If I start talking about my Popo, there’s no way to shut me up. I explained to Manuel that I owe my taste for books and considerable vocabulary to my Nini, but I owe my grandfather the rest. My Nini made me study by force, saying that “the letter enters with blood,” or something barbarous like that, but he turned studying into a game. One of those games consisted of opening the dictionary at random, putting a finger blindly on a word and guessing the meaning. We also played idiotic questions: Why does the rain fall down, Popo? Because if it fell up, it would wet your panties, Maya. Why is glass transparent? To confuse the flies. Why do you have hands that are black on top and pink underneath, Popo? Because there wasn’t enough paint. And so we would go on, until my grandmother would lose her patience and begin howling. (58, my translation)

I told my daughter about the questions game and now we play it too.

I love Allende’s talent for weaving humor together with serious issues. Here a government tries to recover the body of a drowned man:

They brought helicopters, sent boats, threw nets and let two divers down to the bottom of the sea, which did not find the drowned man, but they recovered a motorcycle from 1930, encrusted with mollusks, like a Surrealist sculpture, which will be the most valuable piece in our island’s museum. (437, my translation)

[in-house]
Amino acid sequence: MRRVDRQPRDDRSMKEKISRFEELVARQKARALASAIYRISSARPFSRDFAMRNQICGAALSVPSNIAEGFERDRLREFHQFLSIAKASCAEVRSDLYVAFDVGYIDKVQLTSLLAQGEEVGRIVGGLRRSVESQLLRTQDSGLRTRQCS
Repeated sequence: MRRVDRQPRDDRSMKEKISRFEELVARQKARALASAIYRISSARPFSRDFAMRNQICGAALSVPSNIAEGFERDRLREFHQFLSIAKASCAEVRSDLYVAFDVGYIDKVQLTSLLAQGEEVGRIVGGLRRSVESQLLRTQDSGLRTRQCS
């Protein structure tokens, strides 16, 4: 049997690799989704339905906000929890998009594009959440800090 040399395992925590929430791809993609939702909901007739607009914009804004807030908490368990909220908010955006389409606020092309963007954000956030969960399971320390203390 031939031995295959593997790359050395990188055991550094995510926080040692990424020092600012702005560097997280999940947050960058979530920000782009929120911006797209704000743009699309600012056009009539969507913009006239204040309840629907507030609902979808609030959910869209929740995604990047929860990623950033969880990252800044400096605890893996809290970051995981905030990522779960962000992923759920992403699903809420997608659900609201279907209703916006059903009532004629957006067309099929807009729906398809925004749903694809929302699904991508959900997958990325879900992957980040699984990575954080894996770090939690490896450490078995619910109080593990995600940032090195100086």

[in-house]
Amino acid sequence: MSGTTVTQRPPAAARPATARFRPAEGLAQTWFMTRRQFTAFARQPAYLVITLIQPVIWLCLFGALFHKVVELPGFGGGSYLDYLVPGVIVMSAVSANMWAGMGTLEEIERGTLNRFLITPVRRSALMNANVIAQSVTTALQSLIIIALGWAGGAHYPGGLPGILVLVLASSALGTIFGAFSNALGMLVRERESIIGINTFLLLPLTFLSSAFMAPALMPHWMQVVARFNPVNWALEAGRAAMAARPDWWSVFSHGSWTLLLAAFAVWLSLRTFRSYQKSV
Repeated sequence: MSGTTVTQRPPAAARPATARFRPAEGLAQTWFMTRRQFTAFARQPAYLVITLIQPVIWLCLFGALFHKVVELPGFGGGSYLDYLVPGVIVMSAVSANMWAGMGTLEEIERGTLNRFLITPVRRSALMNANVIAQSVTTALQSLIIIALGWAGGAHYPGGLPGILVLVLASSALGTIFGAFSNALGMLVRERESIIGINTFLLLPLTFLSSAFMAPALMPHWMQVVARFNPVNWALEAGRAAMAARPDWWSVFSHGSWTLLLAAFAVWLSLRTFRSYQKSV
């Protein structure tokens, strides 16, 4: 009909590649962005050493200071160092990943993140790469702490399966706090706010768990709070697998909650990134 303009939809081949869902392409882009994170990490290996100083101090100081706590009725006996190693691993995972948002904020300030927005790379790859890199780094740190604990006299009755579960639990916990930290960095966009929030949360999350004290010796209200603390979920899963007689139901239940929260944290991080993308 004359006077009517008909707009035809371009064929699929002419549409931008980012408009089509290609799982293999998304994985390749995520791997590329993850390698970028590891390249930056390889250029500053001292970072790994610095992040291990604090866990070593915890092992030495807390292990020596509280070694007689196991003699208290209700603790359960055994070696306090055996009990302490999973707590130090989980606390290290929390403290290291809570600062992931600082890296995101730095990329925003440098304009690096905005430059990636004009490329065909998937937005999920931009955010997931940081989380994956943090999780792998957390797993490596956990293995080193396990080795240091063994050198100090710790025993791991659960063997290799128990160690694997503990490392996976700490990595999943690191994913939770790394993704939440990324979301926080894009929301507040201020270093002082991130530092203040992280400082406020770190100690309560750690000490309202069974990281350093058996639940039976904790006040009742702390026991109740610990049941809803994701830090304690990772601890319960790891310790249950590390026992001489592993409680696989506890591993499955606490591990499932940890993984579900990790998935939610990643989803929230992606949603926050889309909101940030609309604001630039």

Reading a novel in Spanish is a good way to learn the language, as is living in Mexico for a while, but I will need something else. A class, to give me training in grammar. A self-imposed lesson in all of the forms and expressions of “poner”: poner, ponerse, disponer, puesto . . . After having looked up so many of these verbs and expressions on the way to finishing this book, I believe that if I understood all of them, the world of Spanish would open to me. They’re everywhere.

Another good exercise is this one that you’re reading: translating some of the entries of this blog into Spanish. (Or, as in this case, writing it in Spanish and translating it into English.)

Corrections are welcome.

 

(Click here to read this post in English)

Terminé de leer El Cuaderno de Maya! Que bueno libro. Se trata de adicción a las drogas, el golpe en Chile en 1973, corrupción policial y crimen en Las Vegas, el trastorno por estrés postraumático, prostitución–pero no es una novela des <<asuntos>>. Es del crecimiento y el amor, la familia y el poder de ciertos lugares: particularmente, Chiloé, una isla de Chile.

Los caracteres y lugares de Isabel Allende podrían enseñar mucho a yo o cualquier escritor sobre el arte de descripción. Ella puede dibujar tres personalidades en un párrafo. Por ejemplo, mira este retrato de la narradora Maya, su abuelo, y su abuela: